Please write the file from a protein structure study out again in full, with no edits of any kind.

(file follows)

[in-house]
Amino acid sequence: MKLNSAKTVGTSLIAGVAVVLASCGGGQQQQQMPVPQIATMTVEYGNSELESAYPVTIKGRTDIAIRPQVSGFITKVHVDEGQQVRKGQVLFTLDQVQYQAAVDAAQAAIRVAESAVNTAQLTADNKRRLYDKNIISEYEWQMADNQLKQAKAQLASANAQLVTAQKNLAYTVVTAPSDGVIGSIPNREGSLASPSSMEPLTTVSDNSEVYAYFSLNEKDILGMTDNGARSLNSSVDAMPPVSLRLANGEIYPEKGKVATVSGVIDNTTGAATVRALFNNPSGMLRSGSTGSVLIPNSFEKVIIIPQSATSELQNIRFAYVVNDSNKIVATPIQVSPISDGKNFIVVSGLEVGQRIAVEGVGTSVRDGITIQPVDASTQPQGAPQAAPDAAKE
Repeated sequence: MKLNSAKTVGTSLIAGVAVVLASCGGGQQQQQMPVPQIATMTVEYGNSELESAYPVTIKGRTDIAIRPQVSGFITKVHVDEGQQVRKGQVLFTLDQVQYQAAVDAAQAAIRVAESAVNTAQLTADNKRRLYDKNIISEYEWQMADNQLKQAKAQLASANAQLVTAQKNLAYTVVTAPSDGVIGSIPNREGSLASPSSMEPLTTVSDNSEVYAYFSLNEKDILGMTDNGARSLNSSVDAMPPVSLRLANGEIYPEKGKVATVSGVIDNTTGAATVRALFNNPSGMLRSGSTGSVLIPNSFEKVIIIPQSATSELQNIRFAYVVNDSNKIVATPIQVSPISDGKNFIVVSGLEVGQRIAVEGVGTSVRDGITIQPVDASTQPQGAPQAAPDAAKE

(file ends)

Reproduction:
[in-house]
Amino acid sequence: MKLNSAKTVGTSLIAGVAVVLASCGGGQQQQQMPVPQIATMTVEYGNSELESAYPVTIKGRTDIAIRPQVSGFITKVHVDEGQQVRKGQVLFTLDQVQYQAAVDAAQAAIRVAESAVNTAQLTADNKRRLYDKNIISEYEWQMADNQLKQAKAQLASANAQLVTAQKNLAYTVVTAPSDGVIGSIPNREGSLASPSSMEPLTTVSDNSEVYAYFSLNEKDILGMTDNGARSLNSSVDAMPPVSLRLANGEIYPEKGKVATVSGVIDNTTGAATVRALFNNPSGMLRSGSTGSVLIPNSFEKVIIIPQSATSELQNIRFAYVVNDSNKIVATPIQVSPISDGKNFIVVSGLEVGQRIAVEGVGTSVRDGITIQPVDASTQPQGAPQAAPDAAKE
Repeated sequence: MKLNSAKTVGTSLIAGVAVVLASCGGGQQQQQMPVPQIATMTVEYGNSELESAYPVTIKGRTDIAIRPQVSGFITKVHVDEGQQVRKGQVLFTLDQVQYQAAVDAAQAAIRVAESAVNTAQLTADNKRRLYDKNIISEYEWQMADNQLKQAKAQLASANAQLVTAQKNLAYTVVTAPSDGVIGSIPNREGSLASPSSMEPLTTVSDNSEVYAYFSLNEKDILGMTDNGARSLNSSVDAMPPVSLRLANGEIYPEKGKVATVSGVIDNTTGAATVRALFNNPSGMLRSGSTGSVLIPNSFEKVIIIPQSATSELQNIRFAYVVNDSNKIVATPIQVSPISDGKNFIVVSGLEVGQRIAVEGVGTSVRDGITIQPVDASTQPQGAPQAAPDAAKE